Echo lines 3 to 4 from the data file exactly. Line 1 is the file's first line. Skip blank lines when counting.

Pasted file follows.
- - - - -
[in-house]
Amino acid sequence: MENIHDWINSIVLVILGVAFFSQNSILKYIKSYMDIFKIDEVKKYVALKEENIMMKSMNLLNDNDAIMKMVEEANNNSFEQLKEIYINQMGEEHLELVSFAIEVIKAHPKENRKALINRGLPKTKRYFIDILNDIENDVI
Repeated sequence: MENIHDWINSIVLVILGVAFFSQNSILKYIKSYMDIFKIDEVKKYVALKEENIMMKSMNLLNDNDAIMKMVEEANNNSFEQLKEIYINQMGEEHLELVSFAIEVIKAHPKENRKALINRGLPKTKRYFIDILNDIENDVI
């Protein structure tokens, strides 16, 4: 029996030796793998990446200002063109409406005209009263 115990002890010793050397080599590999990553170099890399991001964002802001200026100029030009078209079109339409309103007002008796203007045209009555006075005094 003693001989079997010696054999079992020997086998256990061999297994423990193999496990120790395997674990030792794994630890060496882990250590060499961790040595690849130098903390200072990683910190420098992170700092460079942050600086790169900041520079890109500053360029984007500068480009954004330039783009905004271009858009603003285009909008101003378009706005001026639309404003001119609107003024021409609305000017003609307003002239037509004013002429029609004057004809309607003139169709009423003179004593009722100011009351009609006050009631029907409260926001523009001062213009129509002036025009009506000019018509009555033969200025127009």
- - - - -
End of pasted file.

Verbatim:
Repeated sequence: MENIHDWINSIVLVILGVAFFSQNSILKYIKSYMDIFKIDEVKKYVALKEENIMMKSMNLLNDNDAIMKMVEEANNNSFEQLKEIYINQMGEEHLELVSFAIEVIKAHPKENRKALINRGLPKTKRYFIDILNDIENDVI
């Protein structure tokens, strides 16, 4: 029996030796793998990446200002063109409406005209009263 115990002890010793050397080599590999990553170099890399991001964002802001200026100029030009078209079109339409309103007002008796203007045209009555006075005094 003693001989079997010696054999079992020997086998256990061999297994423990193999496990120790395997674990030792794994630890060496882990250590060499961790040595690849130098903390200072990683910190420098992170700092460079942050600086790169900041520079890109500053360029984007500068480009954004330039783009905004271009858009603003285009909008101003378009706005001026639309404003001119609107003024021409609305000017003609307003002239037509004013002429029609004057004809309607003139169709009423003179004593009722100011009351009609006050009631029907409260926001523009001062213009129509002036025009009506000019018509009555033969200025127009």